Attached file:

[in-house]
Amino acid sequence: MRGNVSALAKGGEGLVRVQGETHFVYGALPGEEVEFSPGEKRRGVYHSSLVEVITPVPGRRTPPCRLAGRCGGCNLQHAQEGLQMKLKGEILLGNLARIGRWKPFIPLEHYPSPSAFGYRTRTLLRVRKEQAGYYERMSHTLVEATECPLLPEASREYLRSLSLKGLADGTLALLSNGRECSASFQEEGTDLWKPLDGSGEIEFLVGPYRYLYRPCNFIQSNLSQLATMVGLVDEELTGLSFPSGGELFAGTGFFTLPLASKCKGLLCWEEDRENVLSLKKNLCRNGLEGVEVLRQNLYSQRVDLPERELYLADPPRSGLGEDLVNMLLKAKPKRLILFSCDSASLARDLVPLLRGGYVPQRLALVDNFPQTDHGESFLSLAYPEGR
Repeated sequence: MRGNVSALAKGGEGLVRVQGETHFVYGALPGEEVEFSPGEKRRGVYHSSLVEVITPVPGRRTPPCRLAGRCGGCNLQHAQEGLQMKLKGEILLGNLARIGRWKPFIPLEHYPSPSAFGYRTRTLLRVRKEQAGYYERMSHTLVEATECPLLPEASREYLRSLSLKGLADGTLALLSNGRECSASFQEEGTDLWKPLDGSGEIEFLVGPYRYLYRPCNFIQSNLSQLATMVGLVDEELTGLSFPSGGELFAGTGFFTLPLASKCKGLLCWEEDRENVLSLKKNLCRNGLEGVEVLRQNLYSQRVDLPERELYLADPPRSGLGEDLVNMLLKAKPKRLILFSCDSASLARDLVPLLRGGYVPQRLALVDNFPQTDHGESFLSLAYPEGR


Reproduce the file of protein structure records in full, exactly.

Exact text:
[in-house]
Amino acid sequence: MRGNVSALAKGGEGLVRVQGETHFVYGALPGEEVEFSPGEKRRGVYHSSLVEVITPVPGRRTPPCRLAGRCGGCNLQHAQEGLQMKLKGEILLGNLARIGRWKPFIPLEHYPSPSAFGYRTRTLLRVRKEQAGYYERMSHTLVEATECPLLPEASREYLRSLSLKGLADGTLALLSNGRECSASFQEEGTDLWKPLDGSGEIEFLVGPYRYLYRPCNFIQSNLSQLATMVGLVDEELTGLSFPSGGELFAGTGFFTLPLASKCKGLLCWEEDRENVLSLKKNLCRNGLEGVEVLRQNLYSQRVDLPERELYLADPPRSGLGEDLVNMLLKAKPKRLILFSCDSASLARDLVPLLRGGYVPQRLALVDNFPQTDHGESFLSLAYPEGR
Repeated sequence: MRGNVSALAKGGEGLVRVQGETHFVYGALPGEEVEFSPGEKRRGVYHSSLVEVITPVPGRRTPPCRLAGRCGGCNLQHAQEGLQMKLKGEILLGNLARIGRWKPFIPLEHYPSPSAFGYRTRTLLRVRKEQAGYYERMSHTLVEATECPLLPEASREYLRSLSLKGLADGTLALLSNGRECSASFQEEGTDLWKPLDGSGEIEFLVGPYRYLYRPCNFIQSNLSQLATMVGLVDEELTGLSFPSGGELFAGTGFFTLPLASKCKGLLCWEEDRENVLSLKKNLCRNGLEGVEVLRQNLYSQRVDLPERELYLADPPRSGLGEDLVNMLLKAKPKRLILFSCDSASLARDLVPLLRGGYVPQRLALVDNFPQTDHGESFLSLAYPEGR